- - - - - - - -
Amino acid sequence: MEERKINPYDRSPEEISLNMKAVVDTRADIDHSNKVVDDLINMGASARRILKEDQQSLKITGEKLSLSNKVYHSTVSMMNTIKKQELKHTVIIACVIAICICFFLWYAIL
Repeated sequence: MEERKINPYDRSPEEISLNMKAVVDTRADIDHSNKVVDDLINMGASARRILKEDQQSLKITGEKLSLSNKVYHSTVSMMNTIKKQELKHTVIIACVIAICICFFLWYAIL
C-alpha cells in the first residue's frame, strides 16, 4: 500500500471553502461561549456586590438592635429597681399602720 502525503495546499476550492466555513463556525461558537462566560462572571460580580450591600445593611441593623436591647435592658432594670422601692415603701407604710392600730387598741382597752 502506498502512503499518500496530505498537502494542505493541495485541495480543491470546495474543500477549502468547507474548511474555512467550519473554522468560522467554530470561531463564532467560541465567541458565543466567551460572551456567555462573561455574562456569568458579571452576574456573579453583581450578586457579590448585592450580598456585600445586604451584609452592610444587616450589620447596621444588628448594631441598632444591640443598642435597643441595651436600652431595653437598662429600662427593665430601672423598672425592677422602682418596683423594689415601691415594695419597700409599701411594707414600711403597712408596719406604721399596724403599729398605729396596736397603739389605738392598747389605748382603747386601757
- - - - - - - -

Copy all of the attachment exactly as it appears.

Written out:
Amino acid sequence: MEERKINPYDRSPEEISLNMKAVVDTRADIDHSNKVVDDLINMGASARRILKEDQQSLKITGEKLSLSNKVYHSTVSMMNTIKKQELKHTVIIACVIAICICFFLWYAIL
Repeated sequence: MEERKINPYDRSPEEISLNMKAVVDTRADIDHSNKVVDDLINMGASARRILKEDQQSLKITGEKLSLSNKVYHSTVSMMNTIKKQELKHTVIIACVIAICICFFLWYAIL
C-alpha cells in the first residue's frame, strides 16, 4: 500500500471553502461561549456586590438592635429597681399602720 502525503495546499476550492466555513463556525461558537462566560462572571460580580450591600445593611441593623436591647435592658432594670422601692415603701407604710392600730387598741382597752 502506498502512503499518500496530505498537502494542505493541495485541495480543491470546495474543500477549502468547507474548511474555512467550519473554522468560522467554530470561531463564532467560541465567541458565543466567551460572551456567555462573561455574562456569568458579571452576574456573579453583581450578586457579590448585592450580598456585600445586604451584609452592610444587616450589620447596621444588628448594631441598632444591640443598642435597643441595651436600652431595653437598662429600662427593665430601672423598672425592677422602682418596683423594689415601691415594695419597700409599701411594707414600711403597712408596719406604721399596724403599729398605729396596736397603739389605738392598747389605748382603747386601757